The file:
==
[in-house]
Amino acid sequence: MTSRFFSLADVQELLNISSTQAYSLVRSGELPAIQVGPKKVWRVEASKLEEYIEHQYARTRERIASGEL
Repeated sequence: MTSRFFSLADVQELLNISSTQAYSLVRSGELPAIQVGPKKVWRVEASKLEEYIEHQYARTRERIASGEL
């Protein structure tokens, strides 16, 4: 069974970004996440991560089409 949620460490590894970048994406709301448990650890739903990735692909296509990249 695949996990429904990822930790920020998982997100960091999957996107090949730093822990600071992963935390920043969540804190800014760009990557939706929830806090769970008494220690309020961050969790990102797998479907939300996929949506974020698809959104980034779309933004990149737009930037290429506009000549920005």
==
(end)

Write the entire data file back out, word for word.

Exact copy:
[in-house]
Amino acid sequence: MTSRFFSLADVQELLNISSTQAYSLVRSGELPAIQVGPKKVWRVEASKLEEYIEHQYARTRERIASGEL
Repeated sequence: MTSRFFSLADVQELLNISSTQAYSLVRSGELPAIQVGPKKVWRVEASKLEEYIEHQYARTRERIASGEL
């Protein structure tokens, strides 16, 4: 069974970004996440991560089409 949620460490590894970048994406709301448990650890739903990735692909296509990249 695949996990429904990822930790920020998982997100960091999957996107090949730093822990600071992963935390920043969540804190800014760009990557939706929830806090769970008494220690309020961050969790990102797998479907939300996929949506974020698809959104980034779309933004990149737009930037290429506009000549920005």